Installing French doors gives your home a dramatic esthetic and the energy efficiency of natural lighting. Whether creating easy access to a patio or an artful flow between your kitchen and living space, a French door can customize a home to reflect your unique style.
French Doors: What to Consider Before You Buy
- French Door Styles
- Modern Craftmanship
- Cost of French Door Materials
- Cost of Installing a French Door
- Standard French Door Sizes
- Best Places to Install French Doors
- French Door Hardware
With the wide variety of styles, sizes, materials, and hardware available, you are guaranteed to find a customized French door that fits both your design inspiration and structural needs. Let’s take a look at some of the major questions and topics to consider when purchasing and installing French doors.
What Are French Doors?
Before purchasing a French door, it’s important to understand the door’s unique history and design. French doors originate from (you guessed it!) France—specifically between the 16th and 17th century, after France’s invasion of Italy. Artistic influence was driven by exposure to the art and architecture of the Italian Renaissance, which placed an emphasis on symmetry and natural light. Originating as a series of singular, symmetrical paned pieces of glass that stretched from ceiling to floor, the French window was installed in many living spaces and soon transformed into what we know to be a French door. The design became an important home feature by allowing sunlight to flow from the exterior throughout the interior, illuminating dark rooms before the invention of electricity.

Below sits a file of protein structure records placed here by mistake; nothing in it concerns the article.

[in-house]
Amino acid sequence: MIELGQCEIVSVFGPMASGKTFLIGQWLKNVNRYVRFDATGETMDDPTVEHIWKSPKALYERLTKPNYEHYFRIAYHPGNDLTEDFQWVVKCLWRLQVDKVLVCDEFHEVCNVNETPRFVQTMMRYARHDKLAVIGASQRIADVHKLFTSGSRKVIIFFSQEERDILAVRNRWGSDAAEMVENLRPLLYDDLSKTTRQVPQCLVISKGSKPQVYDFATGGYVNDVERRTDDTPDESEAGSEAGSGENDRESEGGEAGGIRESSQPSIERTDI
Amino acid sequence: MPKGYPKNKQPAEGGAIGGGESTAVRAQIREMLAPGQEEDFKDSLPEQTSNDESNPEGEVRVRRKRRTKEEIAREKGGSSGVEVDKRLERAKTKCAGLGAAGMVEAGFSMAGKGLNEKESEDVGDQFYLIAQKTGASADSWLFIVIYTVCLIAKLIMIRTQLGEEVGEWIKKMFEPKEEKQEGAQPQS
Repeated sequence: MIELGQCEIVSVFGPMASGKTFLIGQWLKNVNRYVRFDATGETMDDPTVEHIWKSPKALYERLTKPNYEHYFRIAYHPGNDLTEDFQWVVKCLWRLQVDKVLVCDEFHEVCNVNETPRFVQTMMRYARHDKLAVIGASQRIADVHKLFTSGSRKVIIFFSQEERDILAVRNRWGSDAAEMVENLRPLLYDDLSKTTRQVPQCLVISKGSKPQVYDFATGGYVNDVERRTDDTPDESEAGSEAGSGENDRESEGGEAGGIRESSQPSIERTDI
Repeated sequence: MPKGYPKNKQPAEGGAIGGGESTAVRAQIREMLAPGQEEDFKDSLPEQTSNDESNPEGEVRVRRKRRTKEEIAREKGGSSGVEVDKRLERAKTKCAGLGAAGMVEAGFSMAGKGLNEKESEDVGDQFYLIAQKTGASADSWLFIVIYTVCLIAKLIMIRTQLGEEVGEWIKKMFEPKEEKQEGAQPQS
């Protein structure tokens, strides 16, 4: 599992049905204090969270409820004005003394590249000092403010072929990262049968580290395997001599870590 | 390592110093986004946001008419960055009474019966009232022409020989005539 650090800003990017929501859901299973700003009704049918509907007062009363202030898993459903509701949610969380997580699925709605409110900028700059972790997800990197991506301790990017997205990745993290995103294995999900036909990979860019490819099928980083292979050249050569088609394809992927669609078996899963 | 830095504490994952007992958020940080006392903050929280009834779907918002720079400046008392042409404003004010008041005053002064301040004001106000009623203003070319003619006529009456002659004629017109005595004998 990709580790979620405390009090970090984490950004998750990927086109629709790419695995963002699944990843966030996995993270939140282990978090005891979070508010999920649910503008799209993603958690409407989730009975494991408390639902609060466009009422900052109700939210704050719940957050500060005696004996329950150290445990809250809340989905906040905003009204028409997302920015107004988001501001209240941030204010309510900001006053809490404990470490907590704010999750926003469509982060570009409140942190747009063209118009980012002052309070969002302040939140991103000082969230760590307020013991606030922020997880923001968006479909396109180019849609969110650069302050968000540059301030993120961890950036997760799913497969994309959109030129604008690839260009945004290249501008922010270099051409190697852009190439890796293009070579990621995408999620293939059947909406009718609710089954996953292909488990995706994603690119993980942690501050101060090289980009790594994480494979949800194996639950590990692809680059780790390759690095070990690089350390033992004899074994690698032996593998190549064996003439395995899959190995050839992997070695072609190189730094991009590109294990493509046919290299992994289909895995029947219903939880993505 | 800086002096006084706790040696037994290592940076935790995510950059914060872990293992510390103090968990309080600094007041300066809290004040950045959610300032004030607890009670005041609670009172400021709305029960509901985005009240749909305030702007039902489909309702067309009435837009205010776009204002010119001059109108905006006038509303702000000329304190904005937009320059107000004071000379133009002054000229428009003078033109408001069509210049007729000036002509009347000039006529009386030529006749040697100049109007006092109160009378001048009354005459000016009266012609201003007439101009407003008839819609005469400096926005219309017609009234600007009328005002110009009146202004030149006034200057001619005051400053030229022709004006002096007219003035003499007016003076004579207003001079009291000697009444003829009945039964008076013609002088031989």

French doors were traditionally made of wood with decorative wrought iron that added beauty and elegance to French homes. As time went on, French doors made their way over to England, and have since become a design staple in many homes around the world.
French Door Styles
Today, there are many styles of French doors that can be tailored to the unique design of your home. Traditional French exterior doors (including front doors and patio doors) can swing inward or outward, fulfilling the same role that they did hundreds of years ago—brighten your home with exterior light. Often, homeowners choose to install double French doors in their entryway or for access to a patio or backyard. These double doors, commonly referred to as French windows, increase both the functionality and the artistic appeal of the architecture.
There are also many interior options available for those who wish to bring a decorative elegance to their living space. While French interior doors swing on a hinge, French bypassing barn doors slide one in front of the other. Similar in motion to bypassing barn doors, pocket doors are paned, single-panel doors that slide along walls when opening and closing. These doors are often used to cover closets or cubby spaces. Converging pocket doors include double sliding panels and can be used in front of larger storage areas or as a living space divider. French pocket doors and French bypassing barn doors are convenient for homeowners who desire the beautiful aesthetic of a French door but want to conserve space or can’t allow for the radius of the traditional door’s swing.
Modern Craftsmanship and Cost of French Door Materials
French doors were historically manufactured exclusively using wood, wrought iron, or a combination of the two. Modern craftsmanship honors this tradition by using improved versions of these materials. Beautiful anti-warp iron and popular styles of lumber, like mahogany and oak, are used to create long-lasting, quality doors.